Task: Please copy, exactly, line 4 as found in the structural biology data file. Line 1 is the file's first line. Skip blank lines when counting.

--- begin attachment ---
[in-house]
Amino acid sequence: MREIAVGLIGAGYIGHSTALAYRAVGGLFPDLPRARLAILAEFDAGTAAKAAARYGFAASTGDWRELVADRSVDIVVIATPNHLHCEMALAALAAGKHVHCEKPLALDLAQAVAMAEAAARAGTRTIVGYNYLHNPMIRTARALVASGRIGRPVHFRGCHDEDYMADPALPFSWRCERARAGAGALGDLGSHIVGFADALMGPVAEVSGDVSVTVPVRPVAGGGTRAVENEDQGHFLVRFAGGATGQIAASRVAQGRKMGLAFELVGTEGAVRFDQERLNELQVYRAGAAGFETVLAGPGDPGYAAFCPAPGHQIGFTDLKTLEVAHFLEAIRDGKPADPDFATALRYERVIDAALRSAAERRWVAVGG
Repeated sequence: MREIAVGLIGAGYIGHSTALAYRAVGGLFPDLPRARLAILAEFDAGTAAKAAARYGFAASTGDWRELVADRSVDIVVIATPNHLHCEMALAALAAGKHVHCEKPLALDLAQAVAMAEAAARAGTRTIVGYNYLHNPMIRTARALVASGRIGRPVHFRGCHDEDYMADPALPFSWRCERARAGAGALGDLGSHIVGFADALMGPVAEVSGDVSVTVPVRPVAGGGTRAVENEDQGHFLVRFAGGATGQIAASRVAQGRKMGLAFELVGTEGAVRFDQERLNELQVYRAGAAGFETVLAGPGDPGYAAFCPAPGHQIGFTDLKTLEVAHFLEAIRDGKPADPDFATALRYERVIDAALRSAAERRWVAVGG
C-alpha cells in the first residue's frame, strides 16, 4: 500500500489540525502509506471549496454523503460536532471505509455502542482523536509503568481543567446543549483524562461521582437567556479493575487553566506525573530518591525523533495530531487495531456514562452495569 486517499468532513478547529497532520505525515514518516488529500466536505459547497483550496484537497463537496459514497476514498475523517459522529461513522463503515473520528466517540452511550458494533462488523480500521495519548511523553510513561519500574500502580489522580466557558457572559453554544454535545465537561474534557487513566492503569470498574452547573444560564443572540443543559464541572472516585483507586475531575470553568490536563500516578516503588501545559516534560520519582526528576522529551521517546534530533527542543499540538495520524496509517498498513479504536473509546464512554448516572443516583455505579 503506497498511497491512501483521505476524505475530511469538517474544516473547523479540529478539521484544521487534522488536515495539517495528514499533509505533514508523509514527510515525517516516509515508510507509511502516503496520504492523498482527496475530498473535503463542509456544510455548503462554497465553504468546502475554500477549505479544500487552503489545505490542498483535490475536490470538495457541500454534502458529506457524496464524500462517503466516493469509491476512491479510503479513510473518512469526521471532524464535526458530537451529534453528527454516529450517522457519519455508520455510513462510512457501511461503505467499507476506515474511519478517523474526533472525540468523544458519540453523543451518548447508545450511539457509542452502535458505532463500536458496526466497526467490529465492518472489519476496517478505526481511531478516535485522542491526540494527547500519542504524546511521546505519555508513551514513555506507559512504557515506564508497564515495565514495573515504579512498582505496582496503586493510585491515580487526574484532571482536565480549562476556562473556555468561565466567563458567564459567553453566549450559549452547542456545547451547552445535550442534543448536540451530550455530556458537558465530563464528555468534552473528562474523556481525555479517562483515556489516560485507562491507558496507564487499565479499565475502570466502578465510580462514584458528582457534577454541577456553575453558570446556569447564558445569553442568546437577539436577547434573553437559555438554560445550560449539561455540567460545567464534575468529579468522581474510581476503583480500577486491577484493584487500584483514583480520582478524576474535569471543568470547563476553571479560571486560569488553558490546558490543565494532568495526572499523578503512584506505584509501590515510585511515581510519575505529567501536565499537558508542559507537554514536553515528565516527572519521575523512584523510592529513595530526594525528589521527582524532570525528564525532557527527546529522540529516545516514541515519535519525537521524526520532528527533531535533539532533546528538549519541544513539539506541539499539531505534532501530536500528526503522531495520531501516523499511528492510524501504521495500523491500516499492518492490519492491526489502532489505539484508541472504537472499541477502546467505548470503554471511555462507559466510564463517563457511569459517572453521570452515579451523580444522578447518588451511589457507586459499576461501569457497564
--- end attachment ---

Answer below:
C-alpha cells in the first residue's frame, strides 16, 4: 500500500489540525502509506471549496454523503460536532471505509455502542482523536509503568481543567446543549483524562461521582437567556479493575487553566506525573530518591525523533495530531487495531456514562452495569 486517499468532513478547529497532520505525515514518516488529500466536505459547497483550496484537497463537496459514497476514498475523517459522529461513522463503515473520528466517540452511550458494533462488523480500521495519548511523553510513561519500574500502580489522580466557558457572559453554544454535545465537561474534557487513566492503569470498574452547573444560564443572540443543559464541572472516585483507586475531575470553568490536563500516578516503588501545559516534560520519582526528576522529551521517546534530533527542543499540538495520524496509517498498513479504536473509546464512554448516572443516583455505579 503506497498511497491512501483521505476524505475530511469538517474544516473547523479540529478539521484544521487534522488536515495539517495528514499533509505533514508523509514527510515525517516516509515508510507509511502516503496520504492523498482527496475530498473535503463542509456544510455548503462554497465553504468546502475554500477549505479544500487552503489545505490542498483535490475536490470538495457541500454534502458529506457524496464524500462517503466516493469509491476512491479510503479513510473518512469526521471532524464535526458530537451529534453528527454516529450517522457519519455508520455510513462510512457501511461503505467499507476506515474511519478517523474526533472525540468523544458519540453523543451518548447508545450511539457509542452502535458505532463500536458496526466497526467490529465492518472489519476496517478505526481511531478516535485522542491526540494527547500519542504524546511521546505519555508513551514513555506507559512504557515506564508497564515495565514495573515504579512498582505496582496503586493510585491515580487526574484532571482536565480549562476556562473556555468561565466567563458567564459567553453566549450559549452547542456545547451547552445535550442534543448536540451530550455530556458537558465530563464528555468534552473528562474523556481525555479517562483515556489516560485507562491507558496507564487499565479499565475502570466502578465510580462514584458528582457534577454541577456553575453558570446556569447564558445569553442568546437577539436577547434573553437559555438554560445550560449539561455540567460545567464534575468529579468522581474510581476503583480500577486491577484493584487500584483514583480520582478524576474535569471543568470547563476553571479560571486560569488553558490546558490543565494532568495526572499523578503512584506505584509501590515510585511515581510519575505529567501536565499537558508542559507537554514536553515528565516527572519521575523512584523510592529513595530526594525528589521527582524532570525528564525532557527527546529522540529516545516514541515519535519525537521524526520532528527533531535533539532533546528538549519541544513539539506541539499539531505534532501530536500528526503522531495520531501516523499511528492510524501504521495500523491500516499492518492490519492491526489502532489505539484508541472504537472499541477502546467505548470503554471511555462507559466510564463517563457511569459517572453521570452515579451523580444522578447518588451511589457507586459499576461501569457497564